There is plenty of Mid-Century Modern in Skokie, but most of it is not on this level. St. Lambert is highly decorated and heavily stylized, inside and out.
The lobby, for example, has stained glass doors and windows (with patterns unique to this part of the building), walls of red Roman brick, and exuberant patterns of floor tile. Stylized stainless steel railings and free-floating steps take visitors up and down, while built-in planters bring the indoors into the building.
This beautiful textured glass window separates the lobby from the sanctuary.
The sanctuary is large and open, with arched wood laminate beams creating a space with no columns. Behind the altar is a striking wall flecked with diamond-shaped windows, infilled with faceted stained glass.
St. Lambert Parish was founded in 1951, and work on the building complex began in 1952 with what is now the school building. The cornerstone was laid on November 9. This first building was designed by architects Pirola & Erbach. The school closed in 2003, just shy of its 50th anniversary, due to dropping enrollment.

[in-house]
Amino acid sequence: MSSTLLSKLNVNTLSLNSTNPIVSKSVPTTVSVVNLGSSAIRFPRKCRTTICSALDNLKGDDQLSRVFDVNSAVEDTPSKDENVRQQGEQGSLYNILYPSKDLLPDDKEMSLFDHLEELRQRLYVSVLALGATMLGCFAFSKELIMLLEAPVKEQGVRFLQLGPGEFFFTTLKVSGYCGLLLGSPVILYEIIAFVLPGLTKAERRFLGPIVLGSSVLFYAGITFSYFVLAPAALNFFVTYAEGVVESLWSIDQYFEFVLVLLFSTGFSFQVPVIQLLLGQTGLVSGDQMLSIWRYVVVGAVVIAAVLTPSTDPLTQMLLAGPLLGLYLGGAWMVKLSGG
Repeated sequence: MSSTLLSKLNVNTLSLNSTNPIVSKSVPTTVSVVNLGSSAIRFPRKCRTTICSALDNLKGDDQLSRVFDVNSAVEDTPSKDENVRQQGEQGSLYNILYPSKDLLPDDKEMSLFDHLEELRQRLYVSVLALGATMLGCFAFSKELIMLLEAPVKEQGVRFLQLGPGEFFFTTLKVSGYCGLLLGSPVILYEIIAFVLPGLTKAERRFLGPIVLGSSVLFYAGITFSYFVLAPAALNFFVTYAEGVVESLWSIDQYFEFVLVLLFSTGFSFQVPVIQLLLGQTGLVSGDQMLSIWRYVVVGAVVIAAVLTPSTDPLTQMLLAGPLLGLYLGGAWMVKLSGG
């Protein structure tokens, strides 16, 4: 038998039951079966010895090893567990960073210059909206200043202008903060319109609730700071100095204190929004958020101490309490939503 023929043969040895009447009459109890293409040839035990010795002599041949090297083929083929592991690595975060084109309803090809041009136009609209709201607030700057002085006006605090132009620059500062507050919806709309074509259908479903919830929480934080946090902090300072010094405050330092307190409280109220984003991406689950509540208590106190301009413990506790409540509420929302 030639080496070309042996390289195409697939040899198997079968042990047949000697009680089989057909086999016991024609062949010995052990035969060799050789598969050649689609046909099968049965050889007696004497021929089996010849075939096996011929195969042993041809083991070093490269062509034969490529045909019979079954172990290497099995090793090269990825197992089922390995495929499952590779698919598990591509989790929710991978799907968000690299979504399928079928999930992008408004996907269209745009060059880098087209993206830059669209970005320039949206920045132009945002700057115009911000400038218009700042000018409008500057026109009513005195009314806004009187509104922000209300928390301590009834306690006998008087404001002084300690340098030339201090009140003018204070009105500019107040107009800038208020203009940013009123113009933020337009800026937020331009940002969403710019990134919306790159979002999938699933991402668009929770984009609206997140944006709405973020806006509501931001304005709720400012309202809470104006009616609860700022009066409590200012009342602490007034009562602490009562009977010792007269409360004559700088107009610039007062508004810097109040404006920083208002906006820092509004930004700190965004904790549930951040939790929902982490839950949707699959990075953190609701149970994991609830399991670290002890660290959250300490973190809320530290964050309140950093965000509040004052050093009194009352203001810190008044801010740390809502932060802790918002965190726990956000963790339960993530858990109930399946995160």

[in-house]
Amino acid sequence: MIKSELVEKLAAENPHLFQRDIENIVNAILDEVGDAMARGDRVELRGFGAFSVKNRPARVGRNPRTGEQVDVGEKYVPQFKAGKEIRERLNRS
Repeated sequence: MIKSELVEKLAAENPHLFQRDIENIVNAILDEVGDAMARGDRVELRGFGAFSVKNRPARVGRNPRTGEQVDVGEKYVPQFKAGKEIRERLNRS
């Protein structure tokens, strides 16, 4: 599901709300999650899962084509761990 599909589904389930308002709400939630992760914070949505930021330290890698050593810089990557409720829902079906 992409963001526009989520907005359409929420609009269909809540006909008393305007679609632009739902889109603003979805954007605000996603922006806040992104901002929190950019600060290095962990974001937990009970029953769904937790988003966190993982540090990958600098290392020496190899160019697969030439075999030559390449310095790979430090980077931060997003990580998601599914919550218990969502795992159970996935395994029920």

The main church building dates from 1960 and was dedicated in June 1961. Today the congregation has a large Filipino presence.
The colors, materials, the grid of geometric windows, and the suburban side street location all give St. Lambert a kinship with Milwaukee’s Holy Family Catholic Church.
Architect Frank F. Polito (1908-1967) was in practice from the mid-1930s until his death, working from an office on Michigan Avenue until 1938, then from the Mather Tower and finally from Lincolnwood. Among his other works are a Moderne 2-flat apartment at Asbury & Isabella in Evanston, several single-family homes in a variety of styles including a dozen on Chilton Lane in Wilmette, the International Style Woodbine School in Cicero, St. Matthew’s Evangelical Lutheran in Niles (done in a style similar to that of Charles Stade), and St. Anne’s Church in Berryville, Arkansas.